Whereas you need to be smart about what you do, nothing will ever substitute the hours you put in to practice. Learn and network. Loyalty is essential too. Most professionals earn appointments and promotions in their organisations as a reward for their allegiance to the business.

What was the Youth Dialogue KE held earlier this month about?

This is a platform that promotes intergenerational networking in the understanding that every generation has a role to play in making this country better.

The youth have innovation, creativity and the energy to drive the economy while the older generation has the resources necessary to finance such innovations.

Mentors, owners of capital, the youth and leaders need to know their space. If they are to succeed, young people must network across all these spaces.

It was a successful forum where the youth showed enthusiasm to learn and to be challenged by the captains of industry and senior government officials who mentored them.

Which person has greatly influenced your life? 

My schoolmaster at Starehe Boys Centre, Dr Geoffrey William Griffin, was easily my biggest influence. He constantly reminded me that I was destined for greatness. Thanks to his encouragement, I developed a high appetite for success, which I pursue with tenacity.

You vied for the position of Deputy President in the 2013 General Election. What is the relationship between politics and youth-related problems in Kenya?

The majority of youth in Kenya do not have a sense of ownership of the country. They don’t own property or businesses. They are not owners of capital and they don’t sit in decision-making organs.

As such, I felt obligated as a young Kenyan to give the youth a stake in our national affairs. That is why I enthusiastically tossed my hat into the ring when Peter Kenneth asked me to deputise him. We put up a youthful, robust and suave campaign hoping to attract young people to evaluate our manifesto, which was more representative of the youth aspiration.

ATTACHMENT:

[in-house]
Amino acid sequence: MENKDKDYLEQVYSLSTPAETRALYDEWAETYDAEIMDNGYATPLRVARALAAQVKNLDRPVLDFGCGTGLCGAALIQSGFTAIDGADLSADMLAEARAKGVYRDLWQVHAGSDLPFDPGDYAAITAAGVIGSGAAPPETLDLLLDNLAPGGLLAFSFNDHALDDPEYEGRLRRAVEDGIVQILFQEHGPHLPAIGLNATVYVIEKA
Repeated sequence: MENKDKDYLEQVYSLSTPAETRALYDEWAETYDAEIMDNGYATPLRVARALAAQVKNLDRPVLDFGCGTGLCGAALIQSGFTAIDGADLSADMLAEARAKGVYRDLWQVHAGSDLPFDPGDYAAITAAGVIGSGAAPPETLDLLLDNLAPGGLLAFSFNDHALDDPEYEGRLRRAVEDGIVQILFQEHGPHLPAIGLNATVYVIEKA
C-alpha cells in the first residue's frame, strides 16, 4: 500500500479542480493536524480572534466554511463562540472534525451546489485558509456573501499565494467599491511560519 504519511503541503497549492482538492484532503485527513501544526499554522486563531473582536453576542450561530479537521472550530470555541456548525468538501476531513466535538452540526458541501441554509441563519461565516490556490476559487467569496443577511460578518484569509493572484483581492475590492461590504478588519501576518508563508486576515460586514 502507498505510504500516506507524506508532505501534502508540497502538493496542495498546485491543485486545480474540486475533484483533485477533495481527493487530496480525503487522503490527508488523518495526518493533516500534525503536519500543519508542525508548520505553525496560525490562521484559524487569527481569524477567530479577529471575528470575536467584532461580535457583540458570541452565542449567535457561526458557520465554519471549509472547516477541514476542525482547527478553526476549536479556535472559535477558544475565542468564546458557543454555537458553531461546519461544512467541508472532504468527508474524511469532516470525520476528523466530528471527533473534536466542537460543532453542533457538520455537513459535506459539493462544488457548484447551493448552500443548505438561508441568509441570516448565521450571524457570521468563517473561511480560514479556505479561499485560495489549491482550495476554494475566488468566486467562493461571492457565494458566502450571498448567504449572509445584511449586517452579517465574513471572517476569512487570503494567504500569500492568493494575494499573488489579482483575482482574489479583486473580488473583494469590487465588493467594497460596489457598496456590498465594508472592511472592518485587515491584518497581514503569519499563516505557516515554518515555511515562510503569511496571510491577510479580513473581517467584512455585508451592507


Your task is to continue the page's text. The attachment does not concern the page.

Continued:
We played our part in attempting to provide alternative leadership to the country, but obviously Kenyans were thinking differently.

How differently would you have addressed youth matters had you clinched the deputy presidency?

Our youth agenda was centred on two main concepts, the first was youth mainstreaming, where issues related to the youth would be spread across government departments.

This model would ensure better utilisation of resources and coordination of activities. The second was Affirmative action, where we would create a youth-specific ministry to address all matters of young people.

We also hoped to promote national cohesion by bringing together youth from diverse backgrounds on a single platform to dialogue, to bridge gaps in aspirations and to address their fears.  

From your experience in politics, what political role can young people play?

Law-making by Parliament and budget-making by Treasury are transparent processes. None of these is passed without public participation, scrutiny and input.

The youth cannot, for instance, simply escort a budget that is financed through their taxes and later complain that the money was not put to the right use.

I challenge them to attend public hearings to offer their contribution and voice their concerns. The National Youth Policy is currently under review countrywide, but youth participation has been dismal in most of the sessions that we have held, which is disappointing.

The youth must actively engage in civic matters.

What do you do for recreation?

I occasionally play street soccer with my friends from Kibera. I also read a lot – fiction, biographies, books on nature and magazines.

My favourite magazines are Newsweek, Times and New African. I find classical music by Mozart and Beethoven nourishing of the mind and spirit.